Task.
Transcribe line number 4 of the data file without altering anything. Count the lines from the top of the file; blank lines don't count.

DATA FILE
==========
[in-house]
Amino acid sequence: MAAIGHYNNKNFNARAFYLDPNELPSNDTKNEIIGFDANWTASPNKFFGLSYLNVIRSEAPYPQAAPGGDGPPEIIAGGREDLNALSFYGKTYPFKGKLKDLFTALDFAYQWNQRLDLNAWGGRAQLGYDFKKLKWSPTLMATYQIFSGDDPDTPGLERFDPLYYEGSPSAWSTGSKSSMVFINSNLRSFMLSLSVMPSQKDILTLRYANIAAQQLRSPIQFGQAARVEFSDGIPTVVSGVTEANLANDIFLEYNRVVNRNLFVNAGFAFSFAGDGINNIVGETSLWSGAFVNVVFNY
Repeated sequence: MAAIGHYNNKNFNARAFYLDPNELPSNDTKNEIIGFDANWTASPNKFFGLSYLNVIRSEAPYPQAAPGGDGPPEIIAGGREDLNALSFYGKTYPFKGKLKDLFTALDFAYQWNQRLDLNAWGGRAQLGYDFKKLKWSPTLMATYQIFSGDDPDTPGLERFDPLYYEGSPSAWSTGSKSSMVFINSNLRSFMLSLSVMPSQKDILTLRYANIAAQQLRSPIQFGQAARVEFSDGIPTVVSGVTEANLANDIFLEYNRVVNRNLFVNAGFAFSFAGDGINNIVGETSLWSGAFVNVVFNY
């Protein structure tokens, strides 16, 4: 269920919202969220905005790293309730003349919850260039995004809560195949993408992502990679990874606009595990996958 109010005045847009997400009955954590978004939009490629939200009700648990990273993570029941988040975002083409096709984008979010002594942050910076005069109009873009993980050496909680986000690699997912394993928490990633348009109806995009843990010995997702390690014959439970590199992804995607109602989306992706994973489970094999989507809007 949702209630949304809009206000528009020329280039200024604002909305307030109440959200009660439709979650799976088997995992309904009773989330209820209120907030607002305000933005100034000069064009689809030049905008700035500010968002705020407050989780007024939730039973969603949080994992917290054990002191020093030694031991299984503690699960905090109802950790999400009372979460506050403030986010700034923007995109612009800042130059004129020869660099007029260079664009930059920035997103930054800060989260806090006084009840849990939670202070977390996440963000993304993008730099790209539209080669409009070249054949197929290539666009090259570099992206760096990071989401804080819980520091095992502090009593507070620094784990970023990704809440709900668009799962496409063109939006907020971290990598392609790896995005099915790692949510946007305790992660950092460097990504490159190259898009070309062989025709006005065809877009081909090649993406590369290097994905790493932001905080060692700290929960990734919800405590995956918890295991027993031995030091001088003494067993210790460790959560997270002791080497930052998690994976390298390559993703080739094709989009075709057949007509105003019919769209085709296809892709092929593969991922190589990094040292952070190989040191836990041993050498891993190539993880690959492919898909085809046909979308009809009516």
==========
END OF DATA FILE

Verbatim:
């Protein structure tokens, strides 16, 4: 269920919202969220905005790293309730003349919850260039995004809560195949993408992502990679990874606009595990996958 109010005045847009997400009955954590978004939009490629939200009700648990990273993570029941988040975002083409096709984008979010002594942050910076005069109009873009993980050496909680986000690699997912394993928490990633348009109806995009843990010995997702390690014959439970590199992804995607109602989306992706994973489970094999989507809007 949702209630949304809009206000528009020329280039200024604002909305307030109440959200009660439709979650799976088997995992309904009773989330209820209120907030607002305000933005100034000069064009689809030049905008700035500010968002705020407050989780007024939730039973969603949080994992917290054990002191020093030694031991299984503690699960905090109802950790999400009372979460506050403030986010700034923007995109612009800042130059004129020869660099007029260079664009930059920035997103930054800060989260806090006084009840849990939670202070977390996440963000993304993008730099790209539209080669409009070249054949197929290539666009090259570099992206760096990071989401804080819980520091095992502090009593507070620094784990970023990704809440709900668009799962496409063109939006907020971290990598392609790896995005099915790692949510946007305790992660950092460097990504490159190259898009070309062989025709006005065809877009081909090649993406590369290097994905790493932001905080060692700290929960990734919800405590995956918890295991027993031995030091001088003494067993210790460790959560997270002791080497930052998690994976390298390559993703080739094709989009075709057949007509105003019919769209085709296809892709092929593969991922190589990094040292952070190989040191836990041993050498891993190539993880690959492919898909085809046909979308009809009516």